Posted in: Education & Training, Justice Issues

Bridges Over the Chasm: Licensing Design and the Abolition of Articling

What should people who want to practice law have to do before they are licensed? This perennial debate has bloomed once again. The Law Society of Ontario (LSO) is seeking feedback on its Options for Lawyer Licensing consultation paper (Slaw summary here). Two of the LSO’s four options would abolish articling. Candidates would instead have to pass exams covering both legal skills and substantive knowledge. There would also be a law practice program, either required for all candidates (LSO’s Option 4) or only for those practicing in smaller firms (Option 3).

Thinking of licensing in terms of footbridges over . . . [more]

Posted in: Legal Ethics

The Future of Lawyer Licensing: In Defense of an LPP-Like Program for Articling

Knowledge is fundamentally what the professions offer. As we transform from a print-based society to a technology-based Internet society, the role of the profession will change.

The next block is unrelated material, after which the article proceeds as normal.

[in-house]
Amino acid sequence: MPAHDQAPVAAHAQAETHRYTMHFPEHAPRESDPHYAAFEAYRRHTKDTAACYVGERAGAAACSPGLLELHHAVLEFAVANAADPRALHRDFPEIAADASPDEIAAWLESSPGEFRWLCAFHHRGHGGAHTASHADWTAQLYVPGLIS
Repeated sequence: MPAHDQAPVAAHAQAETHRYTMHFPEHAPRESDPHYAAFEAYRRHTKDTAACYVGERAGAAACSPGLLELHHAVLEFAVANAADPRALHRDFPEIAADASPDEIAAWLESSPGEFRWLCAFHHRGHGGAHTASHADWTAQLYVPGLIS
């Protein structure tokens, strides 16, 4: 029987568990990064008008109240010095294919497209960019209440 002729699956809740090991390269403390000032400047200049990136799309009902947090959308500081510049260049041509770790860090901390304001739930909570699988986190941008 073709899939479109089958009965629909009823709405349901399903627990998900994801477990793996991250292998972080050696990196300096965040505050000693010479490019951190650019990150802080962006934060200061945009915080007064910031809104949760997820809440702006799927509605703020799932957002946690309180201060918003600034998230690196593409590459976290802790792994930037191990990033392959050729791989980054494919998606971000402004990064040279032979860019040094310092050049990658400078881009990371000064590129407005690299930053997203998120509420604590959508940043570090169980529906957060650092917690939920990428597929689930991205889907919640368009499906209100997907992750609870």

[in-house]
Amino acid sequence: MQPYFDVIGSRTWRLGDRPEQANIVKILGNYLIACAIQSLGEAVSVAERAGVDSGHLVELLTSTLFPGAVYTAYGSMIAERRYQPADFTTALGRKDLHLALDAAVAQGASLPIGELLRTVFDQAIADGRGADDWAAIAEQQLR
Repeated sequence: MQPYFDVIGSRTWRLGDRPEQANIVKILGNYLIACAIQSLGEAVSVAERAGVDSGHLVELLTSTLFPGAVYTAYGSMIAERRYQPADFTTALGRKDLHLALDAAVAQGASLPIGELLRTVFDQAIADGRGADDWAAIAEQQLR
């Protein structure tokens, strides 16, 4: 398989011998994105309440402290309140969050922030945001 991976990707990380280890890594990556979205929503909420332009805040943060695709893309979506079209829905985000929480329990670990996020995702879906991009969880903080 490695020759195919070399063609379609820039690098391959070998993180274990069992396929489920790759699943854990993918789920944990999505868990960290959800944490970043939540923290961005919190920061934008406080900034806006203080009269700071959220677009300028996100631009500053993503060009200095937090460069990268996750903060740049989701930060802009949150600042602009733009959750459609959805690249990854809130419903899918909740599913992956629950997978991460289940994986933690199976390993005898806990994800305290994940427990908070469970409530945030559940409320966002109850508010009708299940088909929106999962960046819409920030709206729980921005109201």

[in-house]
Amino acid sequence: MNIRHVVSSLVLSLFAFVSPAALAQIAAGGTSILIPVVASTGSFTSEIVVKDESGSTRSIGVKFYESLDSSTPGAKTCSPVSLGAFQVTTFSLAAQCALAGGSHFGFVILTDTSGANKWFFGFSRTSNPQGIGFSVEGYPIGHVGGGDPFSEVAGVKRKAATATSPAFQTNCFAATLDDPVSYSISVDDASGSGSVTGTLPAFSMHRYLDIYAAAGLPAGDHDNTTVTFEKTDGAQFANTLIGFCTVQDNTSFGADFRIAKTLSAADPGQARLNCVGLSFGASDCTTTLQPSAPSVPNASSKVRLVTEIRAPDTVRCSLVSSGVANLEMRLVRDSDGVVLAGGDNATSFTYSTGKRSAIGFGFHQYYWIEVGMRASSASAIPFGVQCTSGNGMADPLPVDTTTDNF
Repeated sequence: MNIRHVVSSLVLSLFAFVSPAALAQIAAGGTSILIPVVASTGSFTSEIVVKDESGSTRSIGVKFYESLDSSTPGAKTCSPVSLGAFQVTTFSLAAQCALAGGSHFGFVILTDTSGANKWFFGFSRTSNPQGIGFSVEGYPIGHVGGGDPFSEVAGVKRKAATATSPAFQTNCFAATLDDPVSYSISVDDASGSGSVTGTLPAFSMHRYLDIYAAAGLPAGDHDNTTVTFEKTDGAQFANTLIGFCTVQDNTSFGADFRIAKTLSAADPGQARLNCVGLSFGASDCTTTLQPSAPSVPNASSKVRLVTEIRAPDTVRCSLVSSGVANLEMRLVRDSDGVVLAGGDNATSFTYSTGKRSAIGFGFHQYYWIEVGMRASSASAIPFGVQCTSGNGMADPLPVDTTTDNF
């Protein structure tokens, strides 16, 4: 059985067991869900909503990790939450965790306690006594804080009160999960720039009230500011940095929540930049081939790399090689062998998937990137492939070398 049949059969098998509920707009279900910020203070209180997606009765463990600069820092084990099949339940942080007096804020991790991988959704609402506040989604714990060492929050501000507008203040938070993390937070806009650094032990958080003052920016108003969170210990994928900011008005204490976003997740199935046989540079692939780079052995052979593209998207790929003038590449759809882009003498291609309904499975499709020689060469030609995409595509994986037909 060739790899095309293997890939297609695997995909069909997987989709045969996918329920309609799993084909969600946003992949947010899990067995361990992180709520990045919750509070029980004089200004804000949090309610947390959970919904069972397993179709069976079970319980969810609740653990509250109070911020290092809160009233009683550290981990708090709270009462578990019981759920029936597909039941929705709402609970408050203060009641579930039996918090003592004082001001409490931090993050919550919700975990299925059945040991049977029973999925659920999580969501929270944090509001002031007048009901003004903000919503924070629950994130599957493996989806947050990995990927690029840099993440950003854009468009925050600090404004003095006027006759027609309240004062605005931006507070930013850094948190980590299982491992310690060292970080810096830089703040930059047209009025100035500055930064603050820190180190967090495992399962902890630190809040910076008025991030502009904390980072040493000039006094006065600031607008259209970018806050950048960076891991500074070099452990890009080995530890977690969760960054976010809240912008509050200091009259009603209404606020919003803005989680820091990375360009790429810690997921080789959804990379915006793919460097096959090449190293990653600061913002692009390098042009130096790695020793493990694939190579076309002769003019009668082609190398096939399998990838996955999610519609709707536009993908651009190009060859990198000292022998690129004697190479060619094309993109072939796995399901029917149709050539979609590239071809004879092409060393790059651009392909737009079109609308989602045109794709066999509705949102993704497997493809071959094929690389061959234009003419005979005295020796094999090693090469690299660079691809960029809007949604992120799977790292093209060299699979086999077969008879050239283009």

In “The Future of the Professions”, Richard and Daniel Suskind define knowledge as having particular characteristics. Its use by one does not diminish what is left for others. It can be turned into machine-processable bits. It is difficult to prevent non-payers from using it. For now knowledge resides in the heads of professionals, in books, in systems of their institutions. However, this is at odds with how knowledge is shared in a technology-Internet based . . . [more]

Posted in: Practice of Law: Future of Practice

What Actually Goes on in Articling? Ethical Obligation of Regulators . . .

The Law Society of Upper Canada is undertaking (yet another) review of its licensing process. This is at least the fifth time that it has examined changes to the licensing process since 2000. However, in all of these reviews, the Law Society has never actually examined the actual working conditions of articling students. In this it is not alone. I am not aware of any Law Society in Canada that has done so. The Law Society of Upper Canada now has the opportunity as well as the responsibility to undertake such research.

There is both a policy imperative as . . . [more]